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Mom’s Best Apple Pie

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On the Wednesday before Thanksgiving my mom pulls out the tattered and worn 1983 Betty Crocker’s Cookbook and turns to page 295. Worn and stained, these pages reveal years of memories, baking follies, Thanksgiving triumphs, and epic battles over the last slice of apple pie. For me Thanksgiving is always about the warm apple pie that my mom bakes with love each holiday season. Covered in crunchy streusel topping and piled high with fresh tart apples, this is seriously the best damn apple pie you’ve ever had.

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My mom has been making this apple pie for nearly three decades, and it is a timeless family classic that we all look forward to and fight over every Thanksgiving. It has gotten to the point where my mom makes an extra apple pie just for our (nuclear) family to dig into late night after everyone has left, when our bellies are still full, but one more bite of apple pie is all we crave.

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I am thankful for my mom’s patience as I took one million photos for this post. I am thankful for her years of pie baking and deliciousness making even with a house full of small kids. I am thankful for the years of tradition my family has kept alive. I am thankful for my family and friends that make the holidays worthwhile and wonderful. Burnt pie crusts, bone-dry turkeys, and broken dishes happen to the best of us- all that really matters is that you take a look around the room and realize how much goodness and love is already in one place. Happy Thanksgiving to you and yours!

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Mom’s Best Apple Pie

Modified from the Betty Crocker 1983 Version

  • 1 pie crust (homemade or store-bought, you decide!)
  • ¾ cup sugar
  • ¼ cup all-purpose flour
  • ½ tsp ground nutmeg
  • ½ tsp cinnamon
  • Dash of salt
  • 7-8 cups of apples thinly sliced tart apples (around 1 bag)

For the streusel topping:

  • 1 cup all-purpose flour
  • ½ cup packed light brown sugar
  • ½ cup cold butter

Heat oven to 425F. Peel, core, and thinly slice your apples. I used an apple corer and then sliced each segment again in half. Do not slice the apples too thin. Mix the sugar, flour, cinnamon, nutmeg, and salt and stir in the apples till well coated. If you’re feeling awesome and have plenty of time on your hands go ahead and make your own pie crust. I myself am not that cool, so I bought a premade pie crust, and I think it tastes pretty damn delicious with the shortcut. Place the pie crust into the 9 inch pie dish. Add the sugar and spice coated apples. The apples will form a large mountain, but fear not, the apples will become smaller as the pie bakes and it will settle even lower as it cools.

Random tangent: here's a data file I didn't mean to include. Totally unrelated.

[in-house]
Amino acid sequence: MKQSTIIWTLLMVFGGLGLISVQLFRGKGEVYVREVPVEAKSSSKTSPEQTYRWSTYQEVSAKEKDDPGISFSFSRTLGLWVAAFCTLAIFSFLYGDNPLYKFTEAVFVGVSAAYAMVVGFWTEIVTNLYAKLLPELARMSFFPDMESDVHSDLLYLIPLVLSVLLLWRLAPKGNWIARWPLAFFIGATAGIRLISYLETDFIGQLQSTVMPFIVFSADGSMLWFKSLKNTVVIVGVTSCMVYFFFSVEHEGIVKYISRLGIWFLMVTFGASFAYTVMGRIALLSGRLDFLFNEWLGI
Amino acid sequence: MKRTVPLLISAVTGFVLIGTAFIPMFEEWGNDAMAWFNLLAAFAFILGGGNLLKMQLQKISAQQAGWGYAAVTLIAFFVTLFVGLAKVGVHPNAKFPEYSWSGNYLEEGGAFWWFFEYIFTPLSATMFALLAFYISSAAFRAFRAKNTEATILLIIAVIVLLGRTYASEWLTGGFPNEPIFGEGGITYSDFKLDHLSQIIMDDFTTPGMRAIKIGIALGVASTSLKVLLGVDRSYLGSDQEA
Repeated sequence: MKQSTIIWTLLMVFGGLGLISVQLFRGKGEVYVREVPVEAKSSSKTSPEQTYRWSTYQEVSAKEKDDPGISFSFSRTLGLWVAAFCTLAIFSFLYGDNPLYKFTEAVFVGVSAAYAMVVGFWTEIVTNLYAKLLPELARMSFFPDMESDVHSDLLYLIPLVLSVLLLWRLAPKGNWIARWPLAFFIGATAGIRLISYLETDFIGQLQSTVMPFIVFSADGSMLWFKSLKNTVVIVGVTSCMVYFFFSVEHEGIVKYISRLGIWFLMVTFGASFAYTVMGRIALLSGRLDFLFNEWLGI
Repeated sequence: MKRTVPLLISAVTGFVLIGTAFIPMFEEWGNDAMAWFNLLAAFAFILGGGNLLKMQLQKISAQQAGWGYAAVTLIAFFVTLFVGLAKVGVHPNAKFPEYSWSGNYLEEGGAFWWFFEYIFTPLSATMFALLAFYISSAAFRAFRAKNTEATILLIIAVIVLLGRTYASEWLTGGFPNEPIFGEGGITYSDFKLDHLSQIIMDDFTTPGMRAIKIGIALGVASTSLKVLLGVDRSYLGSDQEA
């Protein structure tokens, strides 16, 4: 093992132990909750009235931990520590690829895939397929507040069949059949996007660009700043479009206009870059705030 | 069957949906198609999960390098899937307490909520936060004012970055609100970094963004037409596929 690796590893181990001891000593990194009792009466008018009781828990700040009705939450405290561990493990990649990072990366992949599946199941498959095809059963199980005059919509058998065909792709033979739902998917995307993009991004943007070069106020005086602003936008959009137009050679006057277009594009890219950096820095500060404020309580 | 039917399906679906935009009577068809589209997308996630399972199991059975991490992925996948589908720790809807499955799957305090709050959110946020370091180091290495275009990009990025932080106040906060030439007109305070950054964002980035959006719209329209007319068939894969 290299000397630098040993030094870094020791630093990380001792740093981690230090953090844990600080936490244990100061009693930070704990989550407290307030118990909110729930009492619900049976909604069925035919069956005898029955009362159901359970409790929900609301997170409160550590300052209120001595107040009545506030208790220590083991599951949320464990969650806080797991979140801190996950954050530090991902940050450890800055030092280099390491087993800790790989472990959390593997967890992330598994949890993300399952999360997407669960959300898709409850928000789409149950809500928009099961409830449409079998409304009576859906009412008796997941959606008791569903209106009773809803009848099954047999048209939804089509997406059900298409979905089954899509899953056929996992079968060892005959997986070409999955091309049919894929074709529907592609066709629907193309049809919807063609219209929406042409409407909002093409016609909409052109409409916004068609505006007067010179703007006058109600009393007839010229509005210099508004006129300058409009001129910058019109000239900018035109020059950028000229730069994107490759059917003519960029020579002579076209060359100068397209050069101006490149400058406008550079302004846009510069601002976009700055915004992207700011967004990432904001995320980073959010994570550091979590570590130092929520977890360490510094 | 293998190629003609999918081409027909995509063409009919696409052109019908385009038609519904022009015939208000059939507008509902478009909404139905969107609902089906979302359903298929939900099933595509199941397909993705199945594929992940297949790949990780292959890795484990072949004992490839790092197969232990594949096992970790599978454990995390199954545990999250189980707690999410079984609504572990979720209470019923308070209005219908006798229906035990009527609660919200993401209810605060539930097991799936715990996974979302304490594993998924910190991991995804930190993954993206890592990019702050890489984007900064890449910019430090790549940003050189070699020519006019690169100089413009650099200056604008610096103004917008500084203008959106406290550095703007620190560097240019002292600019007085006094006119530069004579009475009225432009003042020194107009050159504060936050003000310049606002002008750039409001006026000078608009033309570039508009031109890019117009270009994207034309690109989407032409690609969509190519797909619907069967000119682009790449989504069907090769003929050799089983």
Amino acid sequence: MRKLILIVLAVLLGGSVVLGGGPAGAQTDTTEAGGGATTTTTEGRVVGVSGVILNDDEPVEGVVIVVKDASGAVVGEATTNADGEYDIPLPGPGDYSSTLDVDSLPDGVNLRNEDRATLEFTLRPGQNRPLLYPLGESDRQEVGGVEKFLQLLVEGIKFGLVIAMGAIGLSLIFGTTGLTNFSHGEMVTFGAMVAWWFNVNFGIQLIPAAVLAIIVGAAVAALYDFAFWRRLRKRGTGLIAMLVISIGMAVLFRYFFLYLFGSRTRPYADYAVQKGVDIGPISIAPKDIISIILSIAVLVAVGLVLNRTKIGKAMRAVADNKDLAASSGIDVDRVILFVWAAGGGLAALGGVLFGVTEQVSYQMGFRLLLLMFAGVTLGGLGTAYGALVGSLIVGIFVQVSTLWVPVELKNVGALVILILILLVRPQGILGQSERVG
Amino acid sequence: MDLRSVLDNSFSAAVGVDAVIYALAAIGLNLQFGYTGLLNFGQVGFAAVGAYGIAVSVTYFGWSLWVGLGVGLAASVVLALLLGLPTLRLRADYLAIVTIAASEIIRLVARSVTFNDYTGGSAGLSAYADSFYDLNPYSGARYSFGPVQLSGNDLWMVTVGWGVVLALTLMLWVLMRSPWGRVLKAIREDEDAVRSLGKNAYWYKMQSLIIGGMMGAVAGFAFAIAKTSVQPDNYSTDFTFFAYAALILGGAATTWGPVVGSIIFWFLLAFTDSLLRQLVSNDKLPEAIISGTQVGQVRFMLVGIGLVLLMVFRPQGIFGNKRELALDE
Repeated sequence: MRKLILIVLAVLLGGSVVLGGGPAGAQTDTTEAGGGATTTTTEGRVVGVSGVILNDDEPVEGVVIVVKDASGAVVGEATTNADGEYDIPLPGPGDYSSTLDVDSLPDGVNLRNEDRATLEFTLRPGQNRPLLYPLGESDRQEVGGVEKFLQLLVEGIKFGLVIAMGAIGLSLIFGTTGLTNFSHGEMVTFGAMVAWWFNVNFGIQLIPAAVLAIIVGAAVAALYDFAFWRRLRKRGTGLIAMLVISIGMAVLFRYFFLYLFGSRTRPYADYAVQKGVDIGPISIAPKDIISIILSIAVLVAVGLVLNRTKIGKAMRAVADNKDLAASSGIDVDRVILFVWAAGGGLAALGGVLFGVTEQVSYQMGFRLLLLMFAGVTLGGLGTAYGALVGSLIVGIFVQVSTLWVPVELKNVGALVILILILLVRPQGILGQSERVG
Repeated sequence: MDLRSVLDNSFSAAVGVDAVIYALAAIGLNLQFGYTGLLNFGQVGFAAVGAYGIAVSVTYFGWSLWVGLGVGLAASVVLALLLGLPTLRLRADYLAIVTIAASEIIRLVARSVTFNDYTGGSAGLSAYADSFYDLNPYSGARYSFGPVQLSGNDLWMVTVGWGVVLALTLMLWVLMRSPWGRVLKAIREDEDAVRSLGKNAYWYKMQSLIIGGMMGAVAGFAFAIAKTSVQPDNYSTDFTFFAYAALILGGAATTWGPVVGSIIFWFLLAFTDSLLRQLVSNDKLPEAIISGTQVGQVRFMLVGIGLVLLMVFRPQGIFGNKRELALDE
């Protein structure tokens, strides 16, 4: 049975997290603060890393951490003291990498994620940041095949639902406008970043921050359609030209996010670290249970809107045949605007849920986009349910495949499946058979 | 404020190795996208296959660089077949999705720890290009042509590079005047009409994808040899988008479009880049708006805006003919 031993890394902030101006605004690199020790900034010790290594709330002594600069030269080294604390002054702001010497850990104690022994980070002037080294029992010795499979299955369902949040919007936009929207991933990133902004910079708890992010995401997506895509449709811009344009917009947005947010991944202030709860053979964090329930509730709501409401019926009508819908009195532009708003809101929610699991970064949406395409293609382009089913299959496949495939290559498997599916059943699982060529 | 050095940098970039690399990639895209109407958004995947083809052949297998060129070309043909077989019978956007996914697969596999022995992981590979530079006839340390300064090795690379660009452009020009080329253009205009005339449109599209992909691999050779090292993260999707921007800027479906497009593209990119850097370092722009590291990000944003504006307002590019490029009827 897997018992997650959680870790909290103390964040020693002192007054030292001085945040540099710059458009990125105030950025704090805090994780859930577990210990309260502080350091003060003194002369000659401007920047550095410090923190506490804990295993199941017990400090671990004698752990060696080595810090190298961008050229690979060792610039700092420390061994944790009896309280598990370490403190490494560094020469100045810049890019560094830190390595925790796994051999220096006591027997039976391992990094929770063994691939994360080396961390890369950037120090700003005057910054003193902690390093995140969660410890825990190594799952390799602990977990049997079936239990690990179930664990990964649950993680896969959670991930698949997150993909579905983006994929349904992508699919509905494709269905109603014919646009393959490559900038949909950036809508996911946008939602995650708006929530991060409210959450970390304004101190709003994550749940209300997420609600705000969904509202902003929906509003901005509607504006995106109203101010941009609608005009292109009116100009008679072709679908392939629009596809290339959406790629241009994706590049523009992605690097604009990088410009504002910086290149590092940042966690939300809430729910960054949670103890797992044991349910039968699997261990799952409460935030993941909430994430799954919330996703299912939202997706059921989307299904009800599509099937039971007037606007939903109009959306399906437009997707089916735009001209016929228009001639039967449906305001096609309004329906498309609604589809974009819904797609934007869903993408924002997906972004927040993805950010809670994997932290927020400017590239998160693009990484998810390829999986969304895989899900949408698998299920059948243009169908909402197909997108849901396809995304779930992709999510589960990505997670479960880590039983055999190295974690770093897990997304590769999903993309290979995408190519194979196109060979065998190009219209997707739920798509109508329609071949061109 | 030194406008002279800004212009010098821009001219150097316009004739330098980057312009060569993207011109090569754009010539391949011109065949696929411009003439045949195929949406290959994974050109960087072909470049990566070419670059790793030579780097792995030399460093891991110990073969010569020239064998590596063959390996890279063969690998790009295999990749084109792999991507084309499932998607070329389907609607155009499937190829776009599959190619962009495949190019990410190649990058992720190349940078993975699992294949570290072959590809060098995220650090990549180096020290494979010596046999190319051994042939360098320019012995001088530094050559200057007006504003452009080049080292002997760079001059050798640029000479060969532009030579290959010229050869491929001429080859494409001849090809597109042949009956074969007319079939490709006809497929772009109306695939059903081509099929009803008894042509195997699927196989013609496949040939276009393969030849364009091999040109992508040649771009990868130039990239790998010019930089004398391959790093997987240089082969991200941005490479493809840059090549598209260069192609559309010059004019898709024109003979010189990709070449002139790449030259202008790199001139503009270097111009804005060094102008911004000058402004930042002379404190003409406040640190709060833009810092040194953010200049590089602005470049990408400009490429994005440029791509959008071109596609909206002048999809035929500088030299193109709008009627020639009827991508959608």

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Mix the streusel ingredients until nice and crumbly. My mom taught me to use a cheese grater to grate the cold butter into the sugar and flour. Do not over mix, the crumble should be just that- crumbly!  Top the apples with the streusel topping. Make sure to wipe any of the delicious gooey sugar apple coating that might have gotten on the edges of the pie crust. The sugar will turn black and burn parts of the pie crust. Simply use a moist paper towel or clean fingers to rub it off. Fold a large square of aluminum foil in half and cut out a large circle. Place the remaining square over the pie which should perfectly cover the crust. The thin crust can burn easily so it will be a perfect golden brown if you cover it during the entire baking process.

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Bake the apple pie for 50 minutes, but take a peek around 20 minutes to see how golden brown the streusel topping is. This step is crucial as the topping can sometimes get quite crisp. If it is looking golden early on (as it usually does) fold a piece of aluminum foil in half and tent it over the pie. Do not place the aluminum foil firmly against the pie or try to fasten because this can cause the streusel to become soft and soggy.

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After 50 minutes take your beautiful apple pie out of the oven and allow it to cool somewhat. Serve the apple pie warm with vanilla bean ice cream, vanilla sauce, or with a nice big dollop of whipped cream. This apple pie will become a staple in your home for years to come; I know I can’t have Thanksgiving without it!

apple-pie-with-whipped-cream